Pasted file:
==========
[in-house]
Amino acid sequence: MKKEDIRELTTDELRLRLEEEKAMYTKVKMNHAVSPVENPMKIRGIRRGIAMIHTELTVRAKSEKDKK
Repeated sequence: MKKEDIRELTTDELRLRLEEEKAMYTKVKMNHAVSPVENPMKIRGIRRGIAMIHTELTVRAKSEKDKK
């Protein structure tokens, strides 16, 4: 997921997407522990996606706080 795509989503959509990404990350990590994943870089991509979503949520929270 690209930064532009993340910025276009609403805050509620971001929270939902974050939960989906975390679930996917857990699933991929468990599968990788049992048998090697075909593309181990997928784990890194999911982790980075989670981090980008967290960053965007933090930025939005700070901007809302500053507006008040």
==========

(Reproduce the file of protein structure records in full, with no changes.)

[in-house]
Amino acid sequence: MKKEDIRELTTDELRLRLEEEKAMYTKVKMNHAVSPVENPMKIRGIRRGIAMIHTELTVRAKSEKDKK
Repeated sequence: MKKEDIRELTTDELRLRLEEEKAMYTKVKMNHAVSPVENPMKIRGIRRGIAMIHTELTVRAKSEKDKK
């Protein structure tokens, strides 16, 4: 997921997407522990996606706080 795509989503959509990404990350990590994943870089991509979503949520929270 690209930064532009993340910025276009609403805050509620971001929270939902974050939960989906975390679930996917857990699933991929468990599968990788049992048998090697075909593309181990997928784990890194999911982790980075989670981090980008967290960053965007933090930025939005700070901007809302500053507006008040």